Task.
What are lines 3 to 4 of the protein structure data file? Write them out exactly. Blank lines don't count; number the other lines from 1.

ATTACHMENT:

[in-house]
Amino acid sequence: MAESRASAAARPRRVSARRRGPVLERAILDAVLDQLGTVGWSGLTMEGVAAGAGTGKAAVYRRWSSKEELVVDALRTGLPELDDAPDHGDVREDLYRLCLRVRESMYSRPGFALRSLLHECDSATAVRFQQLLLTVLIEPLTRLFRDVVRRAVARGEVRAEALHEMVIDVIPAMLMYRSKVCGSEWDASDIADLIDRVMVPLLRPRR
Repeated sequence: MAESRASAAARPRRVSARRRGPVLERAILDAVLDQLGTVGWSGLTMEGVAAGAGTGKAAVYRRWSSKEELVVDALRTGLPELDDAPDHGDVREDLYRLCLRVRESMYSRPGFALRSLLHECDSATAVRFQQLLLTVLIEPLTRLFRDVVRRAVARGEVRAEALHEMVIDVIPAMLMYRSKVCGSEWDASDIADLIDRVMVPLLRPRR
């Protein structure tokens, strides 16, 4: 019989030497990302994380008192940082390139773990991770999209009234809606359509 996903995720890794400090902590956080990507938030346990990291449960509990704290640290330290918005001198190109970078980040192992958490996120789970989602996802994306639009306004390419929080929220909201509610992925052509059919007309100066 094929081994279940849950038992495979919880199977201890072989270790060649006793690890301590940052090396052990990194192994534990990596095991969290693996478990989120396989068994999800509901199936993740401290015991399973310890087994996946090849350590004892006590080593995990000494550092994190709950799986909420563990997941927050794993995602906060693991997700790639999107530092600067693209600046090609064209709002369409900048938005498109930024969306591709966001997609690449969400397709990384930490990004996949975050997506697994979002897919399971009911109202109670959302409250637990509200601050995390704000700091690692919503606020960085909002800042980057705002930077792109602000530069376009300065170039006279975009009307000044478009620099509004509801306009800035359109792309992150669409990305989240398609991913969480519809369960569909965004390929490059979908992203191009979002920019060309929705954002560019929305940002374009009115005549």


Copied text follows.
Repeated sequence: MAESRASAAARPRRVSARRRGPVLERAILDAVLDQLGTVGWSGLTMEGVAAGAGTGKAAVYRRWSSKEELVVDALRTGLPELDDAPDHGDVREDLYRLCLRVRESMYSRPGFALRSLLHECDSATAVRFQQLLLTVLIEPLTRLFRDVVRRAVARGEVRAEALHEMVIDVIPAMLMYRSKVCGSEWDASDIADLIDRVMVPLLRPRR
């Protein structure tokens, strides 16, 4: 019989030497990302994380008192940082390139773990991770999209009234809606359509 996903995720890794400090902590956080990507938030346990990291449960509990704290640290330290918005001198190109970078980040192992958490996120789970989602996802994306639009306004390419929080929220909201509610992925052509059919007309100066 094929081994279940849950038992495979919880199977201890072989270790060649006793690890301590940052090396052990990194192994534990990596095991969290693996478990989120396989068994999800509901199936993740401290015991399973310890087994996946090849350590004892006590080593995990000494550092994190709950799986909420563990997941927050794993995602906060693991997700790639999107530092600067693209600046090609064209709002369409900048938005498109930024969306591709966001997609690449969400397709990384930490990004996949975050997506697994979002897919399971009911109202109670959302409250637990509200601050995390704000700091690692919503606020960085909002800042980057705002930077792109602000530069376009300065170039006279975009009307000044478009620099509004509801306009800035359109792309992150669409990305989240398609991913969480519809369960569909965004390929490059979908992203191009979002920019060309929705954002560019929305940002374009009115005549």